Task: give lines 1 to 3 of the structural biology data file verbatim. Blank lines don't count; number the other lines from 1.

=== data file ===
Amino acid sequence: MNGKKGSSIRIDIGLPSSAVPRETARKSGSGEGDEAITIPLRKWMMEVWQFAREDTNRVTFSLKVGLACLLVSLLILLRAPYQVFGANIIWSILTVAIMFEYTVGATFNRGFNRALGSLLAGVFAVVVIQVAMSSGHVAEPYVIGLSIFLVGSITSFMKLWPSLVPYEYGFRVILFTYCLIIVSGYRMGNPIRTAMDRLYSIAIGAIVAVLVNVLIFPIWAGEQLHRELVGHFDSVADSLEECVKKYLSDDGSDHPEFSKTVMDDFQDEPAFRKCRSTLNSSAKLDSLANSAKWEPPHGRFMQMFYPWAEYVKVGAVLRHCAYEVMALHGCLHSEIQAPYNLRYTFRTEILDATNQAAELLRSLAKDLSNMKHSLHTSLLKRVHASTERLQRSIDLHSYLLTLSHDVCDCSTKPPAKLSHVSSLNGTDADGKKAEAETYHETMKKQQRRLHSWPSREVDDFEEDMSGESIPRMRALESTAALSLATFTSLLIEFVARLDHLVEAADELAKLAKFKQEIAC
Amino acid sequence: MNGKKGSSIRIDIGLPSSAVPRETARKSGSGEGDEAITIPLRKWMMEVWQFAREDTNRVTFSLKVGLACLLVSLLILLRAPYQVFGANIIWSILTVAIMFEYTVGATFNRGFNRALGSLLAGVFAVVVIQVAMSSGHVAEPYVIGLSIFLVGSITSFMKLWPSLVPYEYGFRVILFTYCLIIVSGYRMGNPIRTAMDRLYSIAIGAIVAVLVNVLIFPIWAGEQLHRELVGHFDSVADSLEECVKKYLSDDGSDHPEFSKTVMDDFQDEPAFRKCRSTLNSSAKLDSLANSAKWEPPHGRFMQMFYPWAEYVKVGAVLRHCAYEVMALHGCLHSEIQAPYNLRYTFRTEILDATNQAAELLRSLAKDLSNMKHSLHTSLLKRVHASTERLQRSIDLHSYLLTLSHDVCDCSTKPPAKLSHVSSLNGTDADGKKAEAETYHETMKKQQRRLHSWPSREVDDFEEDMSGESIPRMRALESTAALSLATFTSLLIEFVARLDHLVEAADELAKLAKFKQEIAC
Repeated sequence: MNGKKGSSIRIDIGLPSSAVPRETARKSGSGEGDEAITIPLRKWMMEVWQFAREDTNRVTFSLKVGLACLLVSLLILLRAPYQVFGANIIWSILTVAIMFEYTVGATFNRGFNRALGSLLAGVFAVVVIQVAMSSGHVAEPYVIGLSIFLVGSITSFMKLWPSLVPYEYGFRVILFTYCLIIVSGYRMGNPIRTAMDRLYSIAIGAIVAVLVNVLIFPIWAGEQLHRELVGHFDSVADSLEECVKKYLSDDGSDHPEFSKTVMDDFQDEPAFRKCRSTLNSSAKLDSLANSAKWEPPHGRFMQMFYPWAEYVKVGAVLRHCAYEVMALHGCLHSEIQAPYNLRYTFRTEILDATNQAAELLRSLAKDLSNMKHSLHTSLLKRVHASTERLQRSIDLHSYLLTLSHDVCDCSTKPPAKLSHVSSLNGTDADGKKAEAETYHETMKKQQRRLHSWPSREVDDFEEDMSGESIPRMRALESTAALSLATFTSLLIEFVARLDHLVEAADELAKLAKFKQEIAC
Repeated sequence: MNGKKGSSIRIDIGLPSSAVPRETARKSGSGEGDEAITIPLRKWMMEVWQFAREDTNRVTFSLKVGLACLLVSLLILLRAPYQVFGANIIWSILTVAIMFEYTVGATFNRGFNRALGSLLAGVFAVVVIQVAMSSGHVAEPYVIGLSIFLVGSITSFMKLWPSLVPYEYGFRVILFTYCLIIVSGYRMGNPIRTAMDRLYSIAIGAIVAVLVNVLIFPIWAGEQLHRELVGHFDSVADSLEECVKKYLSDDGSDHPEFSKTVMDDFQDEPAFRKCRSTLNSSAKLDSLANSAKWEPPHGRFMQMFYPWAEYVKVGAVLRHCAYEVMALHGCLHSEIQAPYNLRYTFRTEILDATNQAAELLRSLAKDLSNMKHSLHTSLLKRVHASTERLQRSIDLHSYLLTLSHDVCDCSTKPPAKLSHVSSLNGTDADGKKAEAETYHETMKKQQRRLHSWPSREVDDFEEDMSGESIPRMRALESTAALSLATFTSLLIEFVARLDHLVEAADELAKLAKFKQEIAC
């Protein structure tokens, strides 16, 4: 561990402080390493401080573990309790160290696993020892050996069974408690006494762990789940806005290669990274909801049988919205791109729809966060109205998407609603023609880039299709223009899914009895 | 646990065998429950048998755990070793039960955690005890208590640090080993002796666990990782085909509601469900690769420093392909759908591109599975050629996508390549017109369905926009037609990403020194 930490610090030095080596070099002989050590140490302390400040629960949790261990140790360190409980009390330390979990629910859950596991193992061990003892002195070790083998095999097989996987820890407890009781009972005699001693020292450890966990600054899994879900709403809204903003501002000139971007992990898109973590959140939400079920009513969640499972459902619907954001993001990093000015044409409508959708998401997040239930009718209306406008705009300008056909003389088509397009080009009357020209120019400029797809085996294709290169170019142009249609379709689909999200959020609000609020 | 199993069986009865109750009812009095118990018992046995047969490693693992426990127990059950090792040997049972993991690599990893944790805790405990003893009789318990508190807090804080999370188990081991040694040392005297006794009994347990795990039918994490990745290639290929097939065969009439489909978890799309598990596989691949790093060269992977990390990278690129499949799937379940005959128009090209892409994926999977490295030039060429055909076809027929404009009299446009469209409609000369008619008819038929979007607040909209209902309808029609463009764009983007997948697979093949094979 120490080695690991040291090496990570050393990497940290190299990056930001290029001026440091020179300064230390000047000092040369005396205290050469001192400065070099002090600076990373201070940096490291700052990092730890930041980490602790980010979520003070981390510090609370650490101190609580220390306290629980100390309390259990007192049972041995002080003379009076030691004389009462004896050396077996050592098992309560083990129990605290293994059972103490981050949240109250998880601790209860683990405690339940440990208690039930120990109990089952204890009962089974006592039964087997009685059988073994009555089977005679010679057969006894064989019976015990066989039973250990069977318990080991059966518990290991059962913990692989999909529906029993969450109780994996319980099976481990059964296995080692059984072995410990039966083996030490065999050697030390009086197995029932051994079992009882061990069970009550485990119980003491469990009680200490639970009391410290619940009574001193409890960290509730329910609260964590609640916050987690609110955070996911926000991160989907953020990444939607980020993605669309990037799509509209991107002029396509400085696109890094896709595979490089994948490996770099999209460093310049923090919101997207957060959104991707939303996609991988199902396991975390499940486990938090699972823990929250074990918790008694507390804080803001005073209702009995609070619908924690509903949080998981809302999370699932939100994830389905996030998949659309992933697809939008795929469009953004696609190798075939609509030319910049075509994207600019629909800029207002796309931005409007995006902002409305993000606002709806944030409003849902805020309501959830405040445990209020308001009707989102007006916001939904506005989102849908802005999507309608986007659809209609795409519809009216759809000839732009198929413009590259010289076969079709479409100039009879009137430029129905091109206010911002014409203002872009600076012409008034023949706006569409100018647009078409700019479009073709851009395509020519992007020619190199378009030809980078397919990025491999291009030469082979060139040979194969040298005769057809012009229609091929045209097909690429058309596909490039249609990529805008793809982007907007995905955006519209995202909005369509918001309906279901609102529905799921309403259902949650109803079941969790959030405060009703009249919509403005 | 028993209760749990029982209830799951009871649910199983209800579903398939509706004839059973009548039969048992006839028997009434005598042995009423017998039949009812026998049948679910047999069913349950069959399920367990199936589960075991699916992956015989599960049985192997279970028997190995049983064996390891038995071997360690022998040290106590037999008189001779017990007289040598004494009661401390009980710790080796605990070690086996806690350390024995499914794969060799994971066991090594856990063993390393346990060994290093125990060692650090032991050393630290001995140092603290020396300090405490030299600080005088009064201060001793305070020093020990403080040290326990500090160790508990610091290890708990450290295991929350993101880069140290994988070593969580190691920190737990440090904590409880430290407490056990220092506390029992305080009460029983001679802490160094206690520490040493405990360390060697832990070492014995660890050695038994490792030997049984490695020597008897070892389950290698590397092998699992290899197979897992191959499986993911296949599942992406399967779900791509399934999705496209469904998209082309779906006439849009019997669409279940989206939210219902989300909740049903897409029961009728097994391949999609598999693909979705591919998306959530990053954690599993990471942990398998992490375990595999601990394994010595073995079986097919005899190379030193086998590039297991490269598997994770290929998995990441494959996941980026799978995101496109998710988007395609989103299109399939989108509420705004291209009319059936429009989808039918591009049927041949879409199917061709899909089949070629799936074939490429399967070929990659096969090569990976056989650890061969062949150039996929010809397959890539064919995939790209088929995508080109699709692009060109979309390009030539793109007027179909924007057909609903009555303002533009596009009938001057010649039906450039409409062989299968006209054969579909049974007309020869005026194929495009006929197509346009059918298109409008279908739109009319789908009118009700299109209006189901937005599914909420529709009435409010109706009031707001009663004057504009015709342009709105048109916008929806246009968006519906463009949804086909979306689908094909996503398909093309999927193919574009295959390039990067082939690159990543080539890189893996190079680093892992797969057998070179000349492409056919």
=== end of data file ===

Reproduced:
Amino acid sequence: MNGKKGSSIRIDIGLPSSAVPRETARKSGSGEGDEAITIPLRKWMMEVWQFAREDTNRVTFSLKVGLACLLVSLLILLRAPYQVFGANIIWSILTVAIMFEYTVGATFNRGFNRALGSLLAGVFAVVVIQVAMSSGHVAEPYVIGLSIFLVGSITSFMKLWPSLVPYEYGFRVILFTYCLIIVSGYRMGNPIRTAMDRLYSIAIGAIVAVLVNVLIFPIWAGEQLHRELVGHFDSVADSLEECVKKYLSDDGSDHPEFSKTVMDDFQDEPAFRKCRSTLNSSAKLDSLANSAKWEPPHGRFMQMFYPWAEYVKVGAVLRHCAYEVMALHGCLHSEIQAPYNLRYTFRTEILDATNQAAELLRSLAKDLSNMKHSLHTSLLKRVHASTERLQRSIDLHSYLLTLSHDVCDCSTKPPAKLSHVSSLNGTDADGKKAEAETYHETMKKQQRRLHSWPSREVDDFEEDMSGESIPRMRALESTAALSLATFTSLLIEFVARLDHLVEAADELAKLAKFKQEIAC
Amino acid sequence: MNGKKGSSIRIDIGLPSSAVPRETARKSGSGEGDEAITIPLRKWMMEVWQFAREDTNRVTFSLKVGLACLLVSLLILLRAPYQVFGANIIWSILTVAIMFEYTVGATFNRGFNRALGSLLAGVFAVVVIQVAMSSGHVAEPYVIGLSIFLVGSITSFMKLWPSLVPYEYGFRVILFTYCLIIVSGYRMGNPIRTAMDRLYSIAIGAIVAVLVNVLIFPIWAGEQLHRELVGHFDSVADSLEECVKKYLSDDGSDHPEFSKTVMDDFQDEPAFRKCRSTLNSSAKLDSLANSAKWEPPHGRFMQMFYPWAEYVKVGAVLRHCAYEVMALHGCLHSEIQAPYNLRYTFRTEILDATNQAAELLRSLAKDLSNMKHSLHTSLLKRVHASTERLQRSIDLHSYLLTLSHDVCDCSTKPPAKLSHVSSLNGTDADGKKAEAETYHETMKKQQRRLHSWPSREVDDFEEDMSGESIPRMRALESTAALSLATFTSLLIEFVARLDHLVEAADELAKLAKFKQEIAC
Repeated sequence: MNGKKGSSIRIDIGLPSSAVPRETARKSGSGEGDEAITIPLRKWMMEVWQFAREDTNRVTFSLKVGLACLLVSLLILLRAPYQVFGANIIWSILTVAIMFEYTVGATFNRGFNRALGSLLAGVFAVVVIQVAMSSGHVAEPYVIGLSIFLVGSITSFMKLWPSLVPYEYGFRVILFTYCLIIVSGYRMGNPIRTAMDRLYSIAIGAIVAVLVNVLIFPIWAGEQLHRELVGHFDSVADSLEECVKKYLSDDGSDHPEFSKTVMDDFQDEPAFRKCRSTLNSSAKLDSLANSAKWEPPHGRFMQMFYPWAEYVKVGAVLRHCAYEVMALHGCLHSEIQAPYNLRYTFRTEILDATNQAAELLRSLAKDLSNMKHSLHTSLLKRVHASTERLQRSIDLHSYLLTLSHDVCDCSTKPPAKLSHVSSLNGTDADGKKAEAETYHETMKKQQRRLHSWPSREVDDFEEDMSGESIPRMRALESTAALSLATFTSLLIEFVARLDHLVEAADELAKLAKFKQEIAC